October Is American Pharmacists Month
October Is American Pharmacists Month
The doctor writes a prescription, and we go to our local drug store to fill it. That nice person in the white coat that fills that prescription is a medically trained professional who can help us more than most people realize.
“Taking your medication correctly is one of the best ways to decrease your health care costs. Each year, thousands of people end up in the hospital, fail to get better and waste money because they did not take their medication properly,” notes the American Pharmacists Association. “Pharmacists are the medication experts. You might not realize it, but they do much more than count tablets and pour liquids.”
These days, pharmacists have been on the healthcare front lines, administering the life-saving COVID-19 vaccines, providing coronavirus testing—and now, as in every year, giving out flu shots. This year, that’s especially important to help avoid a “twindemic,” when seasonal flu cases could add to hospital overcrowding. In local pharmacies, in senior living communities and in hospitals, pharmacists are definitely an essential service!
For older adults, managing medications plays an especially large part in good health. Prescription medications help control a wide variety of health conditions and their symptoms. These drugs can lengthen our life, and preserve the quality of that life. But it’s important to take medications correctly. Age-related changes in the way our body processes substances as we grow older might mean that some drugs we’ve taken for years are no longer safe. Older adults are more likely to experience undesirable drug side effects, such as dizziness, depression, confusion and bone loss. A report from the Dartmouth Institute even noted that 21 different classes of medications raise the risk that a senior will suffer a debilitating fall!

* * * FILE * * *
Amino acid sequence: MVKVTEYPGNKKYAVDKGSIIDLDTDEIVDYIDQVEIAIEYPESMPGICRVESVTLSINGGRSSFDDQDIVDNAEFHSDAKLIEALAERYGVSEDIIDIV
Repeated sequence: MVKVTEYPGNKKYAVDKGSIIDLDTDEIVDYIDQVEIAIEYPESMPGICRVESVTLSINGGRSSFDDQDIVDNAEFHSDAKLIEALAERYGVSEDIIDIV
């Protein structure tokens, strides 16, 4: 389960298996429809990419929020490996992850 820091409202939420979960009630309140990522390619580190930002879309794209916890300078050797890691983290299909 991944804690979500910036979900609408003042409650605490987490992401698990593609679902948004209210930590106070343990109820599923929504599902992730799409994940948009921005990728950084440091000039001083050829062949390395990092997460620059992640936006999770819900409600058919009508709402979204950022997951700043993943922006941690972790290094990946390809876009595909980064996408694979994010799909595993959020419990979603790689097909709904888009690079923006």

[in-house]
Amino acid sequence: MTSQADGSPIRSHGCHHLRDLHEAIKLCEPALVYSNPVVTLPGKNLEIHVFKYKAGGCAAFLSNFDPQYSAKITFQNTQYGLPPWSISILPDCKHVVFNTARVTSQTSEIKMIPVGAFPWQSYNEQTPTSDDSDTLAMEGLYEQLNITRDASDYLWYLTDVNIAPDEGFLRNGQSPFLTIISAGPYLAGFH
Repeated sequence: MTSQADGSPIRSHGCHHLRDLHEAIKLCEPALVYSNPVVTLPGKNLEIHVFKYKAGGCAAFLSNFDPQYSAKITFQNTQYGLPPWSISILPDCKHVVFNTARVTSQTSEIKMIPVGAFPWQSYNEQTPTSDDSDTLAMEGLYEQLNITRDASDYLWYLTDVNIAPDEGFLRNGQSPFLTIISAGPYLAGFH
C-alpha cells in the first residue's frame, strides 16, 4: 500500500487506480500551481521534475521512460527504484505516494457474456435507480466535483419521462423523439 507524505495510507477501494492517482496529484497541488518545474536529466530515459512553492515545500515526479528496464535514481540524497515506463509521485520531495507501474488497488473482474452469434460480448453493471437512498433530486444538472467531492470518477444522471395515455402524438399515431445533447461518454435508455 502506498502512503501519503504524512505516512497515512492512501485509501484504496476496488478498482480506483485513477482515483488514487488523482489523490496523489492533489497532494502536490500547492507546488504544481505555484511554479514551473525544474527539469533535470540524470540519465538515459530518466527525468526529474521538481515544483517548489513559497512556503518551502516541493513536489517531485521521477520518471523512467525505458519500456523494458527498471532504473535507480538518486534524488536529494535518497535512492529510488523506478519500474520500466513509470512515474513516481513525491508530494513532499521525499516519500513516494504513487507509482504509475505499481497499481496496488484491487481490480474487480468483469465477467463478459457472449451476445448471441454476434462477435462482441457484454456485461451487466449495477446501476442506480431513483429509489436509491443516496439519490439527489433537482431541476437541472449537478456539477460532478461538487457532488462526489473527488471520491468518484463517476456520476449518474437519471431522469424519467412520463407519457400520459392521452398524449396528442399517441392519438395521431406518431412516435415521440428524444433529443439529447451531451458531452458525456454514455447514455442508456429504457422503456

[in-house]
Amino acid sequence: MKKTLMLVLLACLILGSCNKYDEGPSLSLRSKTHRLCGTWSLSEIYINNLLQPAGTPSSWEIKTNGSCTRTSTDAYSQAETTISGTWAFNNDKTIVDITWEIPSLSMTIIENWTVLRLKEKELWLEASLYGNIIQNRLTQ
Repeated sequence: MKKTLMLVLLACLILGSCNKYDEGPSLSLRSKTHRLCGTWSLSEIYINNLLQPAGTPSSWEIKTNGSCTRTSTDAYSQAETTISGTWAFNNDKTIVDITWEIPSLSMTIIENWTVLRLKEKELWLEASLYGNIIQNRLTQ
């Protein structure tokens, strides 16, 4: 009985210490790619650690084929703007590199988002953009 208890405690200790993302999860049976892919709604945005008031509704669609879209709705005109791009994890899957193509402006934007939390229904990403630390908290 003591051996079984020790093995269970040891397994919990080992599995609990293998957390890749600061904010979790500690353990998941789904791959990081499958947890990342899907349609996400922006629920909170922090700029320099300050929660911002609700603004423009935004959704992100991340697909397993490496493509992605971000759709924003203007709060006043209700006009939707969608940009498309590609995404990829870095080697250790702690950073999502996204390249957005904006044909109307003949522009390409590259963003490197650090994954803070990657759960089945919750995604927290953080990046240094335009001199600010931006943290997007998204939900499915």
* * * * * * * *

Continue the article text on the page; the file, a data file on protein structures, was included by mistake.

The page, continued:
To help avoid these complications, an older patient’s local pharmacist can be a great asset. Yet a recent poll from the University of Michigan found that while pharmacists perform medication reviews that help patients avoid dangerous interactions between medications, many older adults are missing out on this valuable service. They should know that Medicare Part D covers these reviews.
The Centers for Disease Control and Prevention (CDC) shares information about other ways that pharmacists protect the health of patients:
Talking to patients about their medicines. The pharmacist can explain what a medicine is for, how best to use it, what side effects might occur, and what to do in the case of side effects.
Suggesting ways to help patients take their medicines. Pharmacists help patients learn how to take medicines as directed, and offer suggestions for managing them—for example, a certain routine, or tools such as a daily pillbox to help patients take their medicine at the right time and the right dose. Pharmacists also help patients connect to prescription discounts and aid programs.
Discussing overall medicine safety. Pharmacists give patients important advice on which over-the-counter drug products, such as pain medicines and dietary supplements, are safe to use in combination with their prescription medications.
Identifying and helping manage health problems. Here’s an example: If a patient has their blood pressure checked at the drugstore, they can share their numbers with the pharmacist. The pharmacist can talk to them about their risk for high blood pressure, help them monitor their blood pressure, and direct them to medical care if needed.
Helping patients manage other heath conditions. Beyond the COVID-19 and seasonal flu vaccines, pharmacists provide other immunizations, and teach patients how to use health equipment such as blood glucose monitors for people with diabetes and inhalers for those with asthma.
Working with a patient’s healthcare team. If a patient is experiencing side effects or is having trouble taking medications correctly, the pharmacist can talk to their doctor. And pharmacists can alert doctors if a newly prescribed medication might interact badly with another drug—before a problem occurs.
Source: IlluminAge AgeWise with information from the American Pharmacists Association, the University of Michigan and the Centers for Disease Control and Prevention (CDC)